20 API Interview Questions and Answers To Ace the Interview
By Indeed Editorial Team
Updated July 12, 2022 | Published January 3, 2020
Updated July 12, 2022
Published January 3, 2020
When applying for an Application Programming Interface (API) software engineering job, you may need to demonstrate that you have a firm grasp of API, as well as API testing, SOAP and REST. As with any interview, it’s important to prepare answers ahead of time to ensure that you effectively communicate the skills and knowledge necessary for the job. This is especially true when interviewing for a technical position.
In this article, we list 20 API interview questions, describe why employers may ask you these questions and provide sample answers to help you prepare for a successful interview.
API interview questions with sample answers
Your interviewer may ask you many technical questions when interviewing for an API software engineering position. Here are 20 API interview questions that a hiring manager may ask you and some sample answers:
1. What’s an API?
An interviewer may ask this question to see if you have the basic knowledge to succeed in the field. At the very least, offer your interviewer a brief description of what API is. You can also expand the answer to include an example of a time that you’ve previously used it.
Example: “An API is a software that allows two applications to communicate with each other.”
2. What are some styles for creating a Web API?
This question can demonstrate your comfort and familiarity with working with API. To really differentiate yourself from other candidates, consider offering more than simply answering the question. Include your preference or a story about a time when you used a specific architectural style.
Example: “Common Web API architectural styles are XML/JSON as a formatting language, stateless communication, basic URI as the address for the services and HTTP for communication between the client and server. Personally, I prefer XML over JSON.”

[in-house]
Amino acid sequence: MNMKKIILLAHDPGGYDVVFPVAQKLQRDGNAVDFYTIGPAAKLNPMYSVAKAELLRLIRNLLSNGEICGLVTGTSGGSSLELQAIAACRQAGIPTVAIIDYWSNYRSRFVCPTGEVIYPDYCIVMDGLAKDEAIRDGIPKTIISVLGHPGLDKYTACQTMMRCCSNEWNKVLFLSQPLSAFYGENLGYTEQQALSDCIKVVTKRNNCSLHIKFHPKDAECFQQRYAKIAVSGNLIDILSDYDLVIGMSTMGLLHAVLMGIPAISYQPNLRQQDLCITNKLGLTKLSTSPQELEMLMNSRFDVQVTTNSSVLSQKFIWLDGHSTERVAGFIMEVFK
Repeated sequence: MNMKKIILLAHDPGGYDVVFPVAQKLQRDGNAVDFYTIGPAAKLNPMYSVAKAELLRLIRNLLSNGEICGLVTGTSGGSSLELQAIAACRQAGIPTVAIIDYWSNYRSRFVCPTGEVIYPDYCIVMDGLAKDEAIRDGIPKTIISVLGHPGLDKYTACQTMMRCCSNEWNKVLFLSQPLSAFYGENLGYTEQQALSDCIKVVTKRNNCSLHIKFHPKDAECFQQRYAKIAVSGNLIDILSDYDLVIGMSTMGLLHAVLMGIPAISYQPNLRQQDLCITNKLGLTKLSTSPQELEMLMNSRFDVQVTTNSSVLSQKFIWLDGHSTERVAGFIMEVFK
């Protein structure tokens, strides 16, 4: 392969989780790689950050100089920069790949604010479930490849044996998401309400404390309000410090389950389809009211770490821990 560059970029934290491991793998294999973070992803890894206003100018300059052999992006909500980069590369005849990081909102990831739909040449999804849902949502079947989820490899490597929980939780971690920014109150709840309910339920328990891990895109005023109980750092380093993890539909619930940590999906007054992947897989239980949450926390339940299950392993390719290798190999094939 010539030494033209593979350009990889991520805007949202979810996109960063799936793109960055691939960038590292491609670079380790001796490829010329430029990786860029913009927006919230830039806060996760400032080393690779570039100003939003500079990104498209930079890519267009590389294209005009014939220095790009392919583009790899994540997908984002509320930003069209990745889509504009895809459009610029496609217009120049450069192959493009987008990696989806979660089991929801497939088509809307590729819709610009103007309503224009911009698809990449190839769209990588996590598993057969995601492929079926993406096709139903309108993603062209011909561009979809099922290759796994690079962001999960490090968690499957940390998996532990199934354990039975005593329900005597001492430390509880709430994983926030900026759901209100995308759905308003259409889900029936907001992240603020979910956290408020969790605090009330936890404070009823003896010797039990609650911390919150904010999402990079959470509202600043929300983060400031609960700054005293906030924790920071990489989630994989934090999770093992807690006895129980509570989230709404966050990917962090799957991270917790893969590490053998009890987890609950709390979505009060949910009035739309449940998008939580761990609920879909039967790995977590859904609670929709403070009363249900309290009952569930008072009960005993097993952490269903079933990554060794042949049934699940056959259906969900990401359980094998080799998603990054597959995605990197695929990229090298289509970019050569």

3. What is API testing?
If an interviewer asks you this question, they may be looking to determine if you can apply fundamental concepts into practice. Provide a clear definition as well as some examples. You can also describe the importance of this testing.
Example: "API testing is a type of software testing that determines if the developed APIs are functional, reliable and secure. Some of the common API testing types are validation, security, UI, functional, load, penetration, runtime/error detection, fuzz and interoperability and WS Compliance."
4. What are the advantages of API Testing?
Describing advantages can demonstrate that you’ve thought critically about your role. Make sure that your answer reflects a thorough comprehension of the advantages of API testing. You should show the interviewer that you know how and when to use it in your work.
Example: “API testing gives access to the application without needing a user interface. This allows you to detect the minor issues before they become big problems during GUI testing. Also, API testing is typically less time-consuming than GUI testing because it uses less code. As a result, it offers a more effective and efficient test coverage.
Another benefit is that the data transfers using XML or JSON. These modes of exchange are language-independent, allowing users to select any coding language when choosing automation testing services. Additionally, API testing easily integrates with GUI testing.”
5. What’s the procedure for performing API testing?
Show the interviewer the steps you would take when performing API testing. This can showcase your ability to complete the entire process. Take your time and be sure to list each action.